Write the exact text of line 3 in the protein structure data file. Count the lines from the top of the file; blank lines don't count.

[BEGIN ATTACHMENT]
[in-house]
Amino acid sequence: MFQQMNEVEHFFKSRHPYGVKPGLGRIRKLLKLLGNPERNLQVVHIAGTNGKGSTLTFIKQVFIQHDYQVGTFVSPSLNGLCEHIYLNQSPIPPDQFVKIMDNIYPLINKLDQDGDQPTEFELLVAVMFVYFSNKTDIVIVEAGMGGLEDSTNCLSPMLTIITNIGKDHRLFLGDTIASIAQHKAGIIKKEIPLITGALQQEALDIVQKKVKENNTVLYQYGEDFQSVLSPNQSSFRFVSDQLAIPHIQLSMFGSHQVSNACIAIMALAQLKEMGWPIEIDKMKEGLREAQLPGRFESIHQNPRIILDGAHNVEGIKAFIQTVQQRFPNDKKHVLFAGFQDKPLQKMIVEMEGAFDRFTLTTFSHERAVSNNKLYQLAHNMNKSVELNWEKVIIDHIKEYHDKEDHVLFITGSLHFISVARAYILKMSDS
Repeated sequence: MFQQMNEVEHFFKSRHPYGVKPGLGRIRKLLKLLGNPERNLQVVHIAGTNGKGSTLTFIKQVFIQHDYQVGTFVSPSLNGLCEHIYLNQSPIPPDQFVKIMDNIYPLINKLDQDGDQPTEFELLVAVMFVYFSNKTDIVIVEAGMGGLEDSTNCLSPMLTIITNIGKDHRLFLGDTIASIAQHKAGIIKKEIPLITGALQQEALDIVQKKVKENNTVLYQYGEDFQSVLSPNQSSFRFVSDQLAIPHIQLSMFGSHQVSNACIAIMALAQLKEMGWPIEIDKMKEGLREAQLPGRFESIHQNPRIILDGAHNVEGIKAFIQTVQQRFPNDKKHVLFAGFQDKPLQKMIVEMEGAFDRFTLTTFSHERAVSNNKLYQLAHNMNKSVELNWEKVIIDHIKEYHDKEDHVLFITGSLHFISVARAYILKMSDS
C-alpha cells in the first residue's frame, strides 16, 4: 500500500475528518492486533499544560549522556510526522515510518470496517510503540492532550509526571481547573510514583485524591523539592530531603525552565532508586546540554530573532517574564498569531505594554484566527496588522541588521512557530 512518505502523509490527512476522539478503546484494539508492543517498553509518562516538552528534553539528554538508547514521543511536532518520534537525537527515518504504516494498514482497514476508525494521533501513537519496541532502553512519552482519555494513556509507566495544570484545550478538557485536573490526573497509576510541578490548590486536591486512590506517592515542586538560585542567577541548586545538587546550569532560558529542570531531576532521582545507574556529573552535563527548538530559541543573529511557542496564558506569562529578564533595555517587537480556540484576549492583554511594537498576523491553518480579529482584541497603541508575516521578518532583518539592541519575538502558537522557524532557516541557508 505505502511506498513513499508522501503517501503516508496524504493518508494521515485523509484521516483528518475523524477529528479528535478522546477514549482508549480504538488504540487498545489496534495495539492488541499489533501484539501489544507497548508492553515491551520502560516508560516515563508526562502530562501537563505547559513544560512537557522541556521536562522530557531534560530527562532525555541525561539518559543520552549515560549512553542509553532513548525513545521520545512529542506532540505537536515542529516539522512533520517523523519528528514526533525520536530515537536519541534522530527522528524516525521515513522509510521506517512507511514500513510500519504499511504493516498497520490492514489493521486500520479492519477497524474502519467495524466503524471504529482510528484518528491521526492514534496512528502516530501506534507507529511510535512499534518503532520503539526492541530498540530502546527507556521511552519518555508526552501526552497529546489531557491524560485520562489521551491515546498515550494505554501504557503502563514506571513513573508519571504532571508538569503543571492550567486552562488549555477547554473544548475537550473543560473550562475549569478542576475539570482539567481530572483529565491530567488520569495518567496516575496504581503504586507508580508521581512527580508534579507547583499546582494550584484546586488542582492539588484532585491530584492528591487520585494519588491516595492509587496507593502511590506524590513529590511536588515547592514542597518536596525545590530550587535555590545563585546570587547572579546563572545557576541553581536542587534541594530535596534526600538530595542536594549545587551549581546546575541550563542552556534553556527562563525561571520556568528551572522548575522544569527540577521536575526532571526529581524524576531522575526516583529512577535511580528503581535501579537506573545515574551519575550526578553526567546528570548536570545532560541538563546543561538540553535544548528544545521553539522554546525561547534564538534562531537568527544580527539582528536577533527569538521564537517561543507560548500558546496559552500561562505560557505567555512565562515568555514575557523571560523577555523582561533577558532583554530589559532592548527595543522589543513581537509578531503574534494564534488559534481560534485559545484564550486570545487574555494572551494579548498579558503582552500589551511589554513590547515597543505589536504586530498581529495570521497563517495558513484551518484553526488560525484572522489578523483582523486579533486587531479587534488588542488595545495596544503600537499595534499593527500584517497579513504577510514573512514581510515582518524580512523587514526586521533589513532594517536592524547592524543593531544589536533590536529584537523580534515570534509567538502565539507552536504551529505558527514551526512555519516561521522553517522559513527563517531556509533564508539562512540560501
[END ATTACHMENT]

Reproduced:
Repeated sequence: MFQQMNEVEHFFKSRHPYGVKPGLGRIRKLLKLLGNPERNLQVVHIAGTNGKGSTLTFIKQVFIQHDYQVGTFVSPSLNGLCEHIYLNQSPIPPDQFVKIMDNIYPLINKLDQDGDQPTEFELLVAVMFVYFSNKTDIVIVEAGMGGLEDSTNCLSPMLTIITNIGKDHRLFLGDTIASIAQHKAGIIKKEIPLITGALQQEALDIVQKKVKENNTVLYQYGEDFQSVLSPNQSSFRFVSDQLAIPHIQLSMFGSHQVSNACIAIMALAQLKEMGWPIEIDKMKEGLREAQLPGRFESIHQNPRIILDGAHNVEGIKAFIQTVQQRFPNDKKHVLFAGFQDKPLQKMIVEMEGAFDRFTLTTFSHERAVSNNKLYQLAHNMNKSVELNWEKVIIDHIKEYHDKEDHVLFITGSLHFISVARAYILKMSDS